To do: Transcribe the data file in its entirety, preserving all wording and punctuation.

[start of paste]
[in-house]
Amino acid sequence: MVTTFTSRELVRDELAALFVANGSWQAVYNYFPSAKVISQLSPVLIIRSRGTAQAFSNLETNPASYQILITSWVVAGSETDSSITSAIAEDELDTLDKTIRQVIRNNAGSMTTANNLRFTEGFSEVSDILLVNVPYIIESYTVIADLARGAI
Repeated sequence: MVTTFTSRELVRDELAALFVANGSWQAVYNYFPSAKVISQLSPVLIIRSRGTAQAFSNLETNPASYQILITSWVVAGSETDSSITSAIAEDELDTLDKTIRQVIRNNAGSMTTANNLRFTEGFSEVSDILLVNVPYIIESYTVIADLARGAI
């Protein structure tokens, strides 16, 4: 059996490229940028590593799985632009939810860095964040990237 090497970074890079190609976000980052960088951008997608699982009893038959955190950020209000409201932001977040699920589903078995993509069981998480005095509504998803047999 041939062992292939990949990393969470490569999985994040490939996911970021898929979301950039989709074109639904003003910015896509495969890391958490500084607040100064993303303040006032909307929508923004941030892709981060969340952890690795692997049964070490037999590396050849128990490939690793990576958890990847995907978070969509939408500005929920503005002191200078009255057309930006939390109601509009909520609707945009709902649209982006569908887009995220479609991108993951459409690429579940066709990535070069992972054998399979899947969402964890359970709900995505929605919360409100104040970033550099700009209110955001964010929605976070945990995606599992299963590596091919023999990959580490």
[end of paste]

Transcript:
[in-house]
Amino acid sequence: MVTTFTSRELVRDELAALFVANGSWQAVYNYFPSAKVISQLSPVLIIRSRGTAQAFSNLETNPASYQILITSWVVAGSETDSSITSAIAEDELDTLDKTIRQVIRNNAGSMTTANNLRFTEGFSEVSDILLVNVPYIIESYTVIADLARGAI
Repeated sequence: MVTTFTSRELVRDELAALFVANGSWQAVYNYFPSAKVISQLSPVLIIRSRGTAQAFSNLETNPASYQILITSWVVAGSETDSSITSAIAEDELDTLDKTIRQVIRNNAGSMTTANNLRFTEGFSEVSDILLVNVPYIIESYTVIADLARGAI
């Protein structure tokens, strides 16, 4: 059996490229940028590593799985632009939810860095964040990237 090497970074890079190609976000980052960088951008997608699982009893038959955190950020209000409201932001977040699920589903078995993509069981998480005095509504998803047999 041939062992292939990949990393969470490569999985994040490939996911970021898929979301950039989709074109639904003003910015896509495969890391958490500084607040100064993303303040006032909307929508923004941030892709981060969340952890690795692997049964070490037999590396050849128990490939690793990576958890990847995907978070969509939408500005929920503005002191200078009255057309930006939390109601509009909520609707945009709902649209982006569908887009995220479609991108993951459409690429579940066709990535070069992972054998399979899947969402964890359970709900995505929605919360409100104040970033550099700009209110955001964010929605976070945990995606599992299963590596091919023999990959580490």